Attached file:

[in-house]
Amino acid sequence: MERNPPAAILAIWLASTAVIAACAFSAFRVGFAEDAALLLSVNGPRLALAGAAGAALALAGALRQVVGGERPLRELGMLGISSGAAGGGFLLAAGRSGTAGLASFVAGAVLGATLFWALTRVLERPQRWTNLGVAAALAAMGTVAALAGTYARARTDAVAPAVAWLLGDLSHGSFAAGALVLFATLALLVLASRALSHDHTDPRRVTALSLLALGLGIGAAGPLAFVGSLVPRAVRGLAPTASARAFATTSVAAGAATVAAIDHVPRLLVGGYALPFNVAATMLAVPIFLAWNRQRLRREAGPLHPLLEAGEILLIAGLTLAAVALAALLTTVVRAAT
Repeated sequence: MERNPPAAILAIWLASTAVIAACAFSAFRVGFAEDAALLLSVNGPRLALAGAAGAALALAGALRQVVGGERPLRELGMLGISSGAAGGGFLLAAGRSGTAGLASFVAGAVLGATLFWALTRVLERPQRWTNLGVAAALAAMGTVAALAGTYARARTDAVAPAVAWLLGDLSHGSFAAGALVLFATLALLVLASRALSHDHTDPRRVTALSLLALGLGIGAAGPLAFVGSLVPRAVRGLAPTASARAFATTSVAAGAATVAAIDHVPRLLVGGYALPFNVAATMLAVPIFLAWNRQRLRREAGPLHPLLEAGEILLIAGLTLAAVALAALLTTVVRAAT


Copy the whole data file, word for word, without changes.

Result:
[in-house]
Amino acid sequence: MERNPPAAILAIWLASTAVIAACAFSAFRVGFAEDAALLLSVNGPRLALAGAAGAALALAGALRQVVGGERPLRELGMLGISSGAAGGGFLLAAGRSGTAGLASFVAGAVLGATLFWALTRVLERPQRWTNLGVAAALAAMGTVAALAGTYARARTDAVAPAVAWLLGDLSHGSFAAGALVLFATLALLVLASRALSHDHTDPRRVTALSLLALGLGIGAAGPLAFVGSLVPRAVRGLAPTASARAFATTSVAAGAATVAAIDHVPRLLVGGYALPFNVAATMLAVPIFLAWNRQRLRREAGPLHPLLEAGEILLIAGLTLAAVALAALLTTVVRAAT
Repeated sequence: MERNPPAAILAIWLASTAVIAACAFSAFRVGFAEDAALLLSVNGPRLALAGAAGAALALAGALRQVVGGERPLRELGMLGISSGAAGGGFLLAAGRSGTAGLASFVAGAVLGATLFWALTRVLERPQRWTNLGVAAALAAMGTVAALAGTYARARTDAVAPAVAWLLGDLSHGSFAAGALVLFATLALLVLASRALSHDHTDPRRVTALSLLALGLGIGAAGPLAFVGSLVPRAVRGLAPTASARAFATTSVAAGAATVAAIDHVPRLLVGGYALPFNVAATMLAVPIFLAWNRQRLRREAGPLHPLLEAGEILLIAGLTLAAVALAALLTTVVRAAT